If the socketing is properly done, when a wire rope is tested to destruction, it will break before it will pull out from the socket.
The dry method should be used only when facilities are not available for the poured method (see Figure 2-55).
The strength of the connection must be assumed to be reduced to about one-sixth of the strength of a poured zinc connection.
The standard pipe stanchion is made up of a 1-inch diameter pipe (see Figure 2-56).
Each stanchion is 40 inches long. Two 3/4 inch wire rope clips are fastened through holes in the pipe with the centers of the clips 36 inches apart. Such a stanchion can be used without modification for a suspended walkway that uses two wire ropes on each side, but for handlines the lower wire rope clip is removed or left off. Refer to TM 5-270 for detailed information on types and uses of stanchions.
Ropes may be used in the construction of hanging ladders and standoff ladders.
Hanging ladders are made of wire or fiber rope anchored at the top and suspended vertically. They are difficult to ascend and descend, particularly for a man carrying a pack or load and should be used only when necessary. The uprights of hanging ladders may be made of wire or fiber rope and anchored at the top and bottom.
Wire rope uprights with pipe rungs make the most satisfactory hanging ladders because they are more rigid and do not sag as much as hanging ladders made of other material. Wire rope uprights with wire rope rungs are usable.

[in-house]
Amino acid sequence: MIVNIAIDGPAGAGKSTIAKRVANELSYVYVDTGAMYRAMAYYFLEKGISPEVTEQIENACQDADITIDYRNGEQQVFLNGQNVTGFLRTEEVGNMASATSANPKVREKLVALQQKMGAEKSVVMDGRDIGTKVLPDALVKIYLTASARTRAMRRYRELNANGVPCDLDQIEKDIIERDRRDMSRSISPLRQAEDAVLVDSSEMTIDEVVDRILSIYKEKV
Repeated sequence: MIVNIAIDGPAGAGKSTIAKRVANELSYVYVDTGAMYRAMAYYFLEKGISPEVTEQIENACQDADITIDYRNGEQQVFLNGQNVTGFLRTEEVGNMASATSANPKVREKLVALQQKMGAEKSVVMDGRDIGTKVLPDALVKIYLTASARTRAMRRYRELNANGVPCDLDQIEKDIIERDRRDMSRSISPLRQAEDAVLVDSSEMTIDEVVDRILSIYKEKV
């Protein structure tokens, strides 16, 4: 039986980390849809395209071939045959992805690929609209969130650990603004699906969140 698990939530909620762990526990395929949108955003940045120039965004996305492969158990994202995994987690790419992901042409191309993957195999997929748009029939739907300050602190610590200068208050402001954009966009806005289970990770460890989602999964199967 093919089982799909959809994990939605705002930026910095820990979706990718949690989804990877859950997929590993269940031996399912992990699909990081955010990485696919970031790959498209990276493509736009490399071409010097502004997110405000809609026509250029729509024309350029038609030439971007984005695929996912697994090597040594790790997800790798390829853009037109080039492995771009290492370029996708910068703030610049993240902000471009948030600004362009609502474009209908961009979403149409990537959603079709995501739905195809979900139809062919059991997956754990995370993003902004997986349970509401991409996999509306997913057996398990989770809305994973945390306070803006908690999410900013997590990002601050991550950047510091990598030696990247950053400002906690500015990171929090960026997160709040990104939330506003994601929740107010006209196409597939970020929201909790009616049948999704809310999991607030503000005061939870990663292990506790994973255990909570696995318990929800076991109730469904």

Make a wire rope ladder using either 1-inch or 3/4-inch pipe rungs. The 1-inch pipe rungs are more satisfactory. For such ladders, use the standard pipe stanchion. Space the pipe stanchions 12 inches apart in the ladder and insert the 3/4-inch wire rope clips in the stanchion over 3/4- inch wire rope uprights (see Figure 2-57).
If you use 3/8-inch wire rope uprights, insert 3/8-inch wire rope clips in the pipe over the wire ropeuprights. When you use 3/4-inch pipe rungs, space the rungs 12 inches apart in the ladder but do not space uprights more than 12 inches apart because of the weaker pipe used. The rungs may be fastened in place by two different methods. In one method a 7/16-inch diameter hole is drilled at each end of each pipe rung and 3/8 inch wire rope uprights are threaded through the holes. To hold each rung in place, fasten a 3/8-inch wire rope clip about the wire rope upright at each end of each rung after the rung is in final position. In the other method, cut the pipe rungs 12 inches long and weld the U-bolt of a 3/8 inch rope clip to each end. Space the rungs 12 inches apart on the 3/8-inch wire rope uprights. Place the saddle of the wire rope clips and the nuts on the U-bolts, then tighten the nuts to hold the rungs in place.
Make a wire rope ladder with wire rope rungs by laying the 3/8-inch diameter wire rope uprights on the ground. Lay out the first length in a series of U-shaped bends. Lay out the second length in a similar manner with the U-shaped bends in the opposite direction from those in the first series and the horizontal rung portions overlapping (see Figure 2-58).